Rejecting all complaints filed over the results, the court on Tuesday said Rajoelina won with more than 55 percent of the vote in the Indian Ocean island nation’s runoff election last month.
Rajoelina’s main challenger, former President Marc Ravalomanana, received more than 44 percent, the court said.
Just over 48 percent of the country’s 10 million registered voters cast their ballots in the vote.
“The victory is not only mine. It is also the victory of Malagasy people,” Rajoelina told supporters at his Young Malagasies Determined party’s headquarters on Tuesday.
Ravalomanana had denounced the runoff results, alleging massive fraud on election day and during vote-counting.
He filed more than 200 petitions and complaints with the court, and his supporters have held protests in recent days in Antananarivo, the capital.
Ravalomanana had to quit the presidency in 2009 after a series of military-backed challenges supported by Rajoelina, who was mayor of Antananarivo at the time.
The 69-year-old Ravalomanana, who led from 2002 to 2009, had pointed to his experience during the build up to November’s election.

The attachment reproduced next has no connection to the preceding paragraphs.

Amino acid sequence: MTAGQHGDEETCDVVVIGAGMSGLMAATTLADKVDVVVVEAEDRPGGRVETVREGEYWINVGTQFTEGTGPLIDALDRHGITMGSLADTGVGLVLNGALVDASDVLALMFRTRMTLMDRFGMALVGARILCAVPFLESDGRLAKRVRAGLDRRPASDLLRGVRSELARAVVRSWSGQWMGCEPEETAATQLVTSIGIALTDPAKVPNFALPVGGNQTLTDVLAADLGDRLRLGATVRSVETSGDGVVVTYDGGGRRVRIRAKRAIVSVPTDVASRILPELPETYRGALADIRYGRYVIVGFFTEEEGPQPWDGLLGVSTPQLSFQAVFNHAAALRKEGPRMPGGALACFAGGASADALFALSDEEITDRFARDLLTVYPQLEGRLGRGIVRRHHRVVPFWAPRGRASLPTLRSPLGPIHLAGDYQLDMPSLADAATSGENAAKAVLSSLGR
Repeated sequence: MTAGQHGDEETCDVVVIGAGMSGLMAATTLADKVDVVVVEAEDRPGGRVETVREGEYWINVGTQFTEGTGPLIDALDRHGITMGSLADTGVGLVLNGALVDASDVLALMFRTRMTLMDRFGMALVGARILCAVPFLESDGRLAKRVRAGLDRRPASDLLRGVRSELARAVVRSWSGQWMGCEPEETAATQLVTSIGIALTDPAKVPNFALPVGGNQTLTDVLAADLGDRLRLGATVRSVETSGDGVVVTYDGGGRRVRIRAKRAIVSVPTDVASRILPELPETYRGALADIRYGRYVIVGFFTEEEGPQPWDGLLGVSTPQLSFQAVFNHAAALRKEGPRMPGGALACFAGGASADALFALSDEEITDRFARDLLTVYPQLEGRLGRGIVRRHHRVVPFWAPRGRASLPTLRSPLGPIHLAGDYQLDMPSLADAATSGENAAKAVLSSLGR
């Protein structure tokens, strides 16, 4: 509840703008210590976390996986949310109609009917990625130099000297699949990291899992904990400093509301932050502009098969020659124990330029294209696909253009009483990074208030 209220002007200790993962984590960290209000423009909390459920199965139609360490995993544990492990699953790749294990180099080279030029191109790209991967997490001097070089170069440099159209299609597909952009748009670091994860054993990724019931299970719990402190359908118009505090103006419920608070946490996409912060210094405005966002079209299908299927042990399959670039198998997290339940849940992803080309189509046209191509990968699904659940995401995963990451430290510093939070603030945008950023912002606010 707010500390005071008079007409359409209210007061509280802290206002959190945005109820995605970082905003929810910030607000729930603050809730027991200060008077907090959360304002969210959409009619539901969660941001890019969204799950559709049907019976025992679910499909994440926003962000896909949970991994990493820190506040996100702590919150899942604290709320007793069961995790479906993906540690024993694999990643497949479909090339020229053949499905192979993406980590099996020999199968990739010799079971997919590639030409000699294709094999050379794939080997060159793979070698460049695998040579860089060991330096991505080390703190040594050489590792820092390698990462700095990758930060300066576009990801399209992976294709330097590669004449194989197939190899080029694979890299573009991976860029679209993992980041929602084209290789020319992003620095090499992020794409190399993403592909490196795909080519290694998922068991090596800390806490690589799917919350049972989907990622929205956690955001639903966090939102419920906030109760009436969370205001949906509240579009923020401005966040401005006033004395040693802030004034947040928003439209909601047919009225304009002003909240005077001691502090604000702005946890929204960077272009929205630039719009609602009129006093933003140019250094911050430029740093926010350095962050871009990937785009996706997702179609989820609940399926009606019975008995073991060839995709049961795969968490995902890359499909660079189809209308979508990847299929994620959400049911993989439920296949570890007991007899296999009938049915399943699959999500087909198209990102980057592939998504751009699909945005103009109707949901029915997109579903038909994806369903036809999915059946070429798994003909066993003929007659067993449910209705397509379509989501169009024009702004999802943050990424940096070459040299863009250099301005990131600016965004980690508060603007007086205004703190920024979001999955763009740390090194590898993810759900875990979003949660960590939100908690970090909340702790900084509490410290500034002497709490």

The 44-year-old Rajoelina, who was president from 2009 to 2014 during a transitional government, had campaigned on his youth.
Ravalomanana received 35.35 percent of the vote in the first round, with Rajoelina scooping 39.23 percent.
The pair’s vote share dwarfed that of the country’s most recent president, Hery Rajaonarimampianina, who received just 8.82 percent support.
Both candidates spent heavily on campaigning, with promises and handouts distributed liberally to voters, who are among the poorest in Africa.
Despite being the leading global producer of vanilla and a major exporter of Sapphire gems to the international market, more than 76 percent of Malagasys live in extreme poverty, according to the World Bank, subsisting on less than $2 a day.
The United Nations Human Development Index – which measures health, education and economic performance – ranks Madagascar 161st out of 189 countries.
Its agriculture sector, the main source of income for most people, is vulnerable to regular weather-related disasters such as tropical storms, flooding and drought.